How to Write About Love in a Non-Sappy Way

Love is a complex blend of feelings, emotions, and attachments. It is both a universal and highly personal experience, with a power to transform people and the world. Its complexities have fascinated philosophers, poets, and ordinary individuals throughout history.

Love can feel dreamy, like you’re walking on air or floating with the clouds in strawberry cotton candy. Or it can be muddy, filled with despair and the thought that you’ll never climb out of the abyss of your broken heart. But whether it’s sweet and mushy or bitter and twisted, it’s an extremely important part of most people’s lives.

As a writer, you may find yourself describing the way your characters fall in and out of love, their peaks and valleys, and how it affects their day-to-day life. But it’s also possible that you don’t want to sound too sappy or overly sentimental. You might want to take a more objective approach and consider other ways that you can explore your character’s relationship with love.

In fact, one of the best ways to capture the depth of a loving relationship is by showing rather than telling your readers about it. For example, instead of saying that your character is “madly in love,” show them falling head over heels for each other through their actions and words. It will help your audience become fully immersed in your story and feel the intensity of the characters’ emotions.

A common question when writing about love is: Is it a feeling or an emotion? Some people describe it as a mix of both, with a strong sense of affection and closeness combined with an irrational emotional response. For most people, both aspects of love are needed to make a long-term relationship work.

The scientific view of love is that it involves a combination of attraction, attachment, and commitment. It’s based on a mammalian drive, similar to hunger or thirst, that is triggered by the release of chemicals in the brain, including dopamine, norepinephrine, and oxytocin.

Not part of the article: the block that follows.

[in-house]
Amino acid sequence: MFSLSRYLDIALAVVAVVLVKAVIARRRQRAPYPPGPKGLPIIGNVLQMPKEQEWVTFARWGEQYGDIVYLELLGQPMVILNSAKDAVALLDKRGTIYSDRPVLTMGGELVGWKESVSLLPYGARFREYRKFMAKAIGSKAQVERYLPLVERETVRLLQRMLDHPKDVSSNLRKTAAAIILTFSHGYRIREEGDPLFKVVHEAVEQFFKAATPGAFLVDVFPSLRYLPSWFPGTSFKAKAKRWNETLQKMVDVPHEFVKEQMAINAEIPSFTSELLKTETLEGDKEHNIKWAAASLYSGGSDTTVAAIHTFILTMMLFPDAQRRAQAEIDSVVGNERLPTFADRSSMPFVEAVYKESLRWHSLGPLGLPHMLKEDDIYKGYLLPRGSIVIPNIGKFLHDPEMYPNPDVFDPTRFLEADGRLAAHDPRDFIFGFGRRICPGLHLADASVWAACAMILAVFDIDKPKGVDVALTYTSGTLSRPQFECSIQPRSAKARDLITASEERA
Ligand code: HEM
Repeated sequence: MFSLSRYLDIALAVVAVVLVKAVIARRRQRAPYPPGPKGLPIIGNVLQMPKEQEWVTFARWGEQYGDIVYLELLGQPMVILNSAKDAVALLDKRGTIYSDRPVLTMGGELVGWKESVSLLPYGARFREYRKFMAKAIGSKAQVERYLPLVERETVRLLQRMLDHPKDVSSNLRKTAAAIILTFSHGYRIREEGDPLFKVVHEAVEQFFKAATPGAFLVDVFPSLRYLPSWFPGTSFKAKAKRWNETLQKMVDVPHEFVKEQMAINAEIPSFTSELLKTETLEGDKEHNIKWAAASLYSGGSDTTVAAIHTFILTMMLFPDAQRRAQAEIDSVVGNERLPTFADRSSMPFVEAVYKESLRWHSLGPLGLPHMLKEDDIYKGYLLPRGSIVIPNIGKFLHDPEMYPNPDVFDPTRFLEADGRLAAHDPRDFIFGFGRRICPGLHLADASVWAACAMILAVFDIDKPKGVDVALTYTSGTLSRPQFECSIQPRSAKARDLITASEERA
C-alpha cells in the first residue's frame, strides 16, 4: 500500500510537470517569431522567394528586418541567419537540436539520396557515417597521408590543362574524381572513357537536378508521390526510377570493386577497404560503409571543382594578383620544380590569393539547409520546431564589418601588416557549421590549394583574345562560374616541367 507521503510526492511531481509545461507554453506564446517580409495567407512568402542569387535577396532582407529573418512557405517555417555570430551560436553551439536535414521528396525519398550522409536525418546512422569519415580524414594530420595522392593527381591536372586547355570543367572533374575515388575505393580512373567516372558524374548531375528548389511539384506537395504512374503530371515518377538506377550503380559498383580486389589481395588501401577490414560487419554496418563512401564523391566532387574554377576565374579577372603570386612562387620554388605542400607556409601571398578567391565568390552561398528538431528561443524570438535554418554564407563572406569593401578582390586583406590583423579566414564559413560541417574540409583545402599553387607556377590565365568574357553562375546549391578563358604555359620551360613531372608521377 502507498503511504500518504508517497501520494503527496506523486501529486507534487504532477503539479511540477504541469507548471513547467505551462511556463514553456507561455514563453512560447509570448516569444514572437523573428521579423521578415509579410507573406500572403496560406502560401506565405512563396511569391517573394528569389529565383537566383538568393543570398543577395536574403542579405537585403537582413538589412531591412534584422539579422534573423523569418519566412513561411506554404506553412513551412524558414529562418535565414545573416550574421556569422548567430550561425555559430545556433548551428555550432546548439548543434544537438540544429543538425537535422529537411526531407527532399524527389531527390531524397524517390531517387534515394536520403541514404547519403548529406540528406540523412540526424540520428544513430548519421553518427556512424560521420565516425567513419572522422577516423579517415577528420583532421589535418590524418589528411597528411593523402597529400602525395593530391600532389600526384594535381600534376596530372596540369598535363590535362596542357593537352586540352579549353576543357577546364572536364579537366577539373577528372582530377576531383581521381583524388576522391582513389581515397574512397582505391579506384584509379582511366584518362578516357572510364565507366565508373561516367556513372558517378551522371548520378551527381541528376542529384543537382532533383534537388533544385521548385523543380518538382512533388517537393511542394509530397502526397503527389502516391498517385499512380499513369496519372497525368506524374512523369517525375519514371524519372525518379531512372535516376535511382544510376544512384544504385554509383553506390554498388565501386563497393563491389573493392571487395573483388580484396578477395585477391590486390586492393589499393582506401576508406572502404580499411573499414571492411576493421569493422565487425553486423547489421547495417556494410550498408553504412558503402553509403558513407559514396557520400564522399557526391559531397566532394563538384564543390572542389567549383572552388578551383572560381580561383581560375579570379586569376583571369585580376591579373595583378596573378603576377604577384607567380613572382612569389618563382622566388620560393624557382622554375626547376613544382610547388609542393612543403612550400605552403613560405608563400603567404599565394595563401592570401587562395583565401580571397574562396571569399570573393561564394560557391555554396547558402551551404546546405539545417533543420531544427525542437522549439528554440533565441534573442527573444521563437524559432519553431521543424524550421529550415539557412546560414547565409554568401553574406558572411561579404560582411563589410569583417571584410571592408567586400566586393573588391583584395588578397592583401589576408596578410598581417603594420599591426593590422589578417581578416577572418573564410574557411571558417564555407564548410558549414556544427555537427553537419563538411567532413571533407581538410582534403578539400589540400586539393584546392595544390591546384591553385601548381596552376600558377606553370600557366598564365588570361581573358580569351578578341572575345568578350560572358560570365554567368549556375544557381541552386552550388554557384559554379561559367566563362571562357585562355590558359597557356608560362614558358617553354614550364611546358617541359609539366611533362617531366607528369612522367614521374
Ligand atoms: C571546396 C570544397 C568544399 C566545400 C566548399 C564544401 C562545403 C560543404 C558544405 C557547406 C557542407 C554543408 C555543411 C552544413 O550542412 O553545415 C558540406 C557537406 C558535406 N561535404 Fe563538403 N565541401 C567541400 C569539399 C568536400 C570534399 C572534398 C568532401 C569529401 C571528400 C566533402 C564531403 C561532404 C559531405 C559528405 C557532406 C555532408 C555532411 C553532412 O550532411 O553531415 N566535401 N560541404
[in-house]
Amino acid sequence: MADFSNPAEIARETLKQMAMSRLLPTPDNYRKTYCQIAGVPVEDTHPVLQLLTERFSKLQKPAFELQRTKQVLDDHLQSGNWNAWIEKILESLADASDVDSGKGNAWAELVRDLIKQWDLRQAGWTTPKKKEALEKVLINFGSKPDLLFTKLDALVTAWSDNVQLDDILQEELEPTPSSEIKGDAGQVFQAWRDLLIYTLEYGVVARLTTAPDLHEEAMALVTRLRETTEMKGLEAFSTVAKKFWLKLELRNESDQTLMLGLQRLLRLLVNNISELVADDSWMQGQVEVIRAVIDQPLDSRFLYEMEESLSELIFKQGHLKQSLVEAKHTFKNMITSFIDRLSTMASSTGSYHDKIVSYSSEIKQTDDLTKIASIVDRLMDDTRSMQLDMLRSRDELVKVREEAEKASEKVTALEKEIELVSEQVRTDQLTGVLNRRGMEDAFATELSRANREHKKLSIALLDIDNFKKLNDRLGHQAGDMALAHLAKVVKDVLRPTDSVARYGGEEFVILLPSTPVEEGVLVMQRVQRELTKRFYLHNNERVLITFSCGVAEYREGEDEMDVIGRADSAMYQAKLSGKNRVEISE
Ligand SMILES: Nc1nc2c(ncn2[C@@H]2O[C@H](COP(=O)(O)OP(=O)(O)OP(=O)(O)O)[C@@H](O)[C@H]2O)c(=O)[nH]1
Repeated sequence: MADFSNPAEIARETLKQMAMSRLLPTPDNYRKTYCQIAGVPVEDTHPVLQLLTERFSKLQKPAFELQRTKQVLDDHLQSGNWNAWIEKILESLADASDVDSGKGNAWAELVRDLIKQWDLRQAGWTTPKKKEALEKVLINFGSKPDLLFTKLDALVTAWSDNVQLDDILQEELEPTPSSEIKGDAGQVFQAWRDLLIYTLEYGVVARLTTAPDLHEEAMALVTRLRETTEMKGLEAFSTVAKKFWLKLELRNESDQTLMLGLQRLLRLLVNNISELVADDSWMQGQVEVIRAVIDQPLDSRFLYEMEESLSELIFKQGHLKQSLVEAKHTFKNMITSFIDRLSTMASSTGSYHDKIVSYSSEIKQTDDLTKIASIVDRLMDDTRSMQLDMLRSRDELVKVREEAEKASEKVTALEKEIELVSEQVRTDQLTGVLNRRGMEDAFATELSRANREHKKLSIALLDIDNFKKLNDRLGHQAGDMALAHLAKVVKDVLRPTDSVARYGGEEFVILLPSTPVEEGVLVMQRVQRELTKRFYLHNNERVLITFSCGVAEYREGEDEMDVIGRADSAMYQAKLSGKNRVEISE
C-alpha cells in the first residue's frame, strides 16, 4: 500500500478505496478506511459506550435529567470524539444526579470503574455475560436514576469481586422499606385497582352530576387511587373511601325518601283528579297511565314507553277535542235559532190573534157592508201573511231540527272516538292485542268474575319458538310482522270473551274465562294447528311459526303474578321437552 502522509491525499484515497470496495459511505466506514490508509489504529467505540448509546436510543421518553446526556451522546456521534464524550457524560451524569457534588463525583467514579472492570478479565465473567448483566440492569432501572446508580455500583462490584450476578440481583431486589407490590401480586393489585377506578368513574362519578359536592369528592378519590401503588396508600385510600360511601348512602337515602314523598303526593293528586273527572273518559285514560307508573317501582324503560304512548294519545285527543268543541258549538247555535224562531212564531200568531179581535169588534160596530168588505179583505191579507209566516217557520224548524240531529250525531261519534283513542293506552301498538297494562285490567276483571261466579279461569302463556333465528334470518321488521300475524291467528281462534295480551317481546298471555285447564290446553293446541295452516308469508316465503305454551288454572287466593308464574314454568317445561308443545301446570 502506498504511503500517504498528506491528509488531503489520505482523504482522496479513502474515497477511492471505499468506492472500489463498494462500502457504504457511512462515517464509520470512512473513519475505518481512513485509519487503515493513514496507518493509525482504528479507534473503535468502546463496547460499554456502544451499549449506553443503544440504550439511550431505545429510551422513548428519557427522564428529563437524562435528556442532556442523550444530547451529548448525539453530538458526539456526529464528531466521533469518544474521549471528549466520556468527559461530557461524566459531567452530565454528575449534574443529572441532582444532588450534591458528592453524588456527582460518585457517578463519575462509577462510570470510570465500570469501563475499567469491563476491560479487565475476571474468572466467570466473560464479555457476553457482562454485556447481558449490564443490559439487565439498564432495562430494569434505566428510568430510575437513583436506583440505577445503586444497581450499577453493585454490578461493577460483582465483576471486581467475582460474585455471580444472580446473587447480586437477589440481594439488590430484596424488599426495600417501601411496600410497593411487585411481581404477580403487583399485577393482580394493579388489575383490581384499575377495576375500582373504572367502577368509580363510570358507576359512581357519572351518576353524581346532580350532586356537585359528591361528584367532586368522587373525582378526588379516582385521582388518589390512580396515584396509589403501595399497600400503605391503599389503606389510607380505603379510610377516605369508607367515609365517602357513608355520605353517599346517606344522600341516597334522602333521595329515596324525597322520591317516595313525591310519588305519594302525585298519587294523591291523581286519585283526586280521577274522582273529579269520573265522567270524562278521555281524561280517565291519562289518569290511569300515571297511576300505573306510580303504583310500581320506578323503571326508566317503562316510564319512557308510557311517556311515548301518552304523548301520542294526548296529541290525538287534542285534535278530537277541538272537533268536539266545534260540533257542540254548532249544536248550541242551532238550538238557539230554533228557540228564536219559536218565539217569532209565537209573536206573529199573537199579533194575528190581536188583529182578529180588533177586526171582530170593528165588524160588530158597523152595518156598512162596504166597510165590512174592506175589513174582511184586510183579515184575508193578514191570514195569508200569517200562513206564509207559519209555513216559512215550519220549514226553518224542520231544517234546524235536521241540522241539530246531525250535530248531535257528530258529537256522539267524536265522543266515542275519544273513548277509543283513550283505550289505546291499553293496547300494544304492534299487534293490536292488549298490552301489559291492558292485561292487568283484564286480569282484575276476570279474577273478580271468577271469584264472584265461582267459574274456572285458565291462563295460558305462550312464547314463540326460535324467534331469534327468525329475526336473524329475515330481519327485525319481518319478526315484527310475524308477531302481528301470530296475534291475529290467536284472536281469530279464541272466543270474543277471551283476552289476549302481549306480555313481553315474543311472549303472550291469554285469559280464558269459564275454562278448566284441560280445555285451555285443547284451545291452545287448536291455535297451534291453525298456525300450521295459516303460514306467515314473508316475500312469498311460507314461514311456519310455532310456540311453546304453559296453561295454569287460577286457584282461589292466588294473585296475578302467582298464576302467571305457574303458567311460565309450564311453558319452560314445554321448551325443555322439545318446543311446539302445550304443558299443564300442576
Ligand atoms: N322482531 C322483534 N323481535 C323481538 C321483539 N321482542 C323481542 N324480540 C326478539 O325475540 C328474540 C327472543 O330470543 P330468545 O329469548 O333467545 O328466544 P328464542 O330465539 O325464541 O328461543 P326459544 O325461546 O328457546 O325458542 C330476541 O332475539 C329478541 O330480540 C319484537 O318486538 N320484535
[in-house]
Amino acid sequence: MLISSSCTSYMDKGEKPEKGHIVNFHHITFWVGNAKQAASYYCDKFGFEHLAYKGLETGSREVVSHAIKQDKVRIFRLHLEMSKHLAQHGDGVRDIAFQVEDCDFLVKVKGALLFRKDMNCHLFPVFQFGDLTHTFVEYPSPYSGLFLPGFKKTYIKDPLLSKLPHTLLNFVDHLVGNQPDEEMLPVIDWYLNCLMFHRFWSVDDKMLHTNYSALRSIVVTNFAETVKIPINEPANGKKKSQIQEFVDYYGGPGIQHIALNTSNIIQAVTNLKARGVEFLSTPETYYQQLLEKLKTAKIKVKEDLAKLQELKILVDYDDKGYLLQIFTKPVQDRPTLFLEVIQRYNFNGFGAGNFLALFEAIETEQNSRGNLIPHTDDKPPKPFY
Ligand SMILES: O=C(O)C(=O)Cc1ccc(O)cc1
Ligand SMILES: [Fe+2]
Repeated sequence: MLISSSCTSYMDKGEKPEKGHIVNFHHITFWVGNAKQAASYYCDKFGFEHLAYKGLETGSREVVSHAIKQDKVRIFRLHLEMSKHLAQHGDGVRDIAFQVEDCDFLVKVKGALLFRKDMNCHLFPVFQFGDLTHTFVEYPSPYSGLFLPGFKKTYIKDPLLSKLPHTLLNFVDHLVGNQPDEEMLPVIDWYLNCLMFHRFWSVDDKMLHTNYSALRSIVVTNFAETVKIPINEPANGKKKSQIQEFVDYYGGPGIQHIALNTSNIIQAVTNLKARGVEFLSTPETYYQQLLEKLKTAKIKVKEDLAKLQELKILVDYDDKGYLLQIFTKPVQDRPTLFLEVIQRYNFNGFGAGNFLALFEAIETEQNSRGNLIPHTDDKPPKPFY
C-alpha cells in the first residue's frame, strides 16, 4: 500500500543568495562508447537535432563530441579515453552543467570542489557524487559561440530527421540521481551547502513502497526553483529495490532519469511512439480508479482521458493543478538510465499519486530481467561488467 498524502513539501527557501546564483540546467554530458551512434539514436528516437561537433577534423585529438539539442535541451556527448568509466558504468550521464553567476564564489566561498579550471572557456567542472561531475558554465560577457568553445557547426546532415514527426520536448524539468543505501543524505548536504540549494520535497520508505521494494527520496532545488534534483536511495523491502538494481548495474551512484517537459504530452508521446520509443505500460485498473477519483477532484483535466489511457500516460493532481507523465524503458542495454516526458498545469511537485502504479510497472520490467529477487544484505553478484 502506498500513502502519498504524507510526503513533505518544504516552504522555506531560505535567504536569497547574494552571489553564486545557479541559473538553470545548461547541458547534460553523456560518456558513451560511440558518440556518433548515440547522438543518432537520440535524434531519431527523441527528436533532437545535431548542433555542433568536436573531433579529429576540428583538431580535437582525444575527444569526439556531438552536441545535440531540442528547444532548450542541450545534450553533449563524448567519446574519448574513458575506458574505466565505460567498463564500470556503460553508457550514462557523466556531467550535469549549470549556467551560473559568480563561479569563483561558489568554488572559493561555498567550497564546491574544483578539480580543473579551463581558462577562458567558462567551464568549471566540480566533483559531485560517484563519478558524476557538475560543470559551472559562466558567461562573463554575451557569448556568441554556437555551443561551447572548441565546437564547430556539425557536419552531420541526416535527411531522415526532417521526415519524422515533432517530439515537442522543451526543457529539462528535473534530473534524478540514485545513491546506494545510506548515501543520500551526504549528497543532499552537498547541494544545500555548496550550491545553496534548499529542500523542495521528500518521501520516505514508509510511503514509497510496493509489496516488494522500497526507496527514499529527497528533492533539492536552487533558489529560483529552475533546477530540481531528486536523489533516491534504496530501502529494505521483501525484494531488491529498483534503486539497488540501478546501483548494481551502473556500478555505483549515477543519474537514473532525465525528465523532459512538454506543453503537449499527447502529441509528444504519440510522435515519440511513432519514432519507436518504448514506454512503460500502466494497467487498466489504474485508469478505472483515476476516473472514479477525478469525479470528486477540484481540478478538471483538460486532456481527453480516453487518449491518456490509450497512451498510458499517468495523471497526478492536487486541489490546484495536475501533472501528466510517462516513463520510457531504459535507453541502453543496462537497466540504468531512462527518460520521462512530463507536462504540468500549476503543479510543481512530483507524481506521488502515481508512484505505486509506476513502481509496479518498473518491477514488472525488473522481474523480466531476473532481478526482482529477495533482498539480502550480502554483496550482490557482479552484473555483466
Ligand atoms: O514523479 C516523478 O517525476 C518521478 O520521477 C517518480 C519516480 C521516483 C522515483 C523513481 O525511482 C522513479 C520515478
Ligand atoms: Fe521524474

Biologically, it’s the same type of chemical rush that happens when you see someone you love for the first time. But this initial attraction is replaced by attachment as your brain’s reward pathways begin to grow and you start to build trust and develop a bond with the person you love.

When this stage is reached, you’re committed to that person even when it’s not very fun or easy. It might mean staying with them through difficult times or sacrificing your own desires for theirs. It might involve arguing, getting sick, and cleaning up bodily fluids. But it’s worth it because this is the true definition of unconditional love, which is essential to a healthy relationship.

Another form of love is compassion, which is a deeper and more spiritual feeling. It’s about seeing the good in a person, and wanting to see them at their best. It might be a form of selfless love or it could simply be a desire to improve your own life by helping the other person grow. For example, a parent or friend might stay committed to someone who has a pattern of destructive behavior, but they still love them, because they care deeply about that person’s well-being and can’t imagine living without them.